US Supreme Court rejects Trump disqualification case

US Supreme Court rejects Trump disqualification case
A long-shot candidate from Texas tried to have the former president barred from seeking re-election over stance on “insurrection”

he US Supreme Court has rejected an attempt by a Texas Republican to prevent former President Donald Trump from seeking office again in 2024 over his alleged role in the January 6, 2021 riot on Capitol Hill.

The case was dismissed without any comment by the court on Monday. It had been brought by Texas-based tax consultant John Anthony Castro, who claimed in a Florida court that the US Constitution’s 14th Amendment – which prohibits those who have “engaged in insurrection or rebellion” or “given aid or comfort” to insurrectionists from holding office – bars Trump from contesting the 2024 presidential election.

Castro claimed that Trump’s statements of support for the rioters who disrupted the certification of Joe Biden’s 2020 victory on Capitol Hill in January 2021 amounted to a violation of this provision.

The case was dismissed by the Florida court and made its way to the Supreme Court after an unsuccessful appeal at the 11th US Circuit Court of Appeals in Georgia.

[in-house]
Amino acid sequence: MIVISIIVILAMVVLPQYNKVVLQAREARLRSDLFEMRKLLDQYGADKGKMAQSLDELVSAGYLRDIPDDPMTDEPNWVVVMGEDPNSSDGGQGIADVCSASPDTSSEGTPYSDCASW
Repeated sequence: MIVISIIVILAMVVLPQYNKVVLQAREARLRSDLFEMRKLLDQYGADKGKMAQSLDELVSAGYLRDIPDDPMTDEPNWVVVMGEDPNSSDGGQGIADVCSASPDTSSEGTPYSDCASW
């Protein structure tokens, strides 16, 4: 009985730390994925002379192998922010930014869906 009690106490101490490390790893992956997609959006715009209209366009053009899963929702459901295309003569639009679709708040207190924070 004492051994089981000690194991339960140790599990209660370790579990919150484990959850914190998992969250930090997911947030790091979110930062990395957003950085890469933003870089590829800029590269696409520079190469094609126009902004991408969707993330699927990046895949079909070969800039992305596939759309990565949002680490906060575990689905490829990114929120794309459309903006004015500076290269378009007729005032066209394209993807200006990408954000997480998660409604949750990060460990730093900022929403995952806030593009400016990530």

Castro is currently seeking the Republican Party’s nomination for next year’s election, although he is little-known and his name rarely features on any polls.

His legal argument is shared by several groups of Democratic activists who are currently attempting to keep Trump’s name off ballots in their states by invoking the 14th Amendment. Cases have been filed in Colorado, Michigan, and Minnesota, with the Colorado and Minnesota cases set to go to trial in the coming months.

Although Trump is facing dozens of criminal charges in four separate state and federal cases, he has not been charged with insurrection. Moreover, while the January 6 protest has been termed an “insurrection” by liberal politicians and pundits, none of the thousand-plus participants who were charged in relation to the demonstration have been indicted for rebellion or insurrection, which would require the Justice Department to prove that they had gone to the Capitol with the intent of overthrowing the government.
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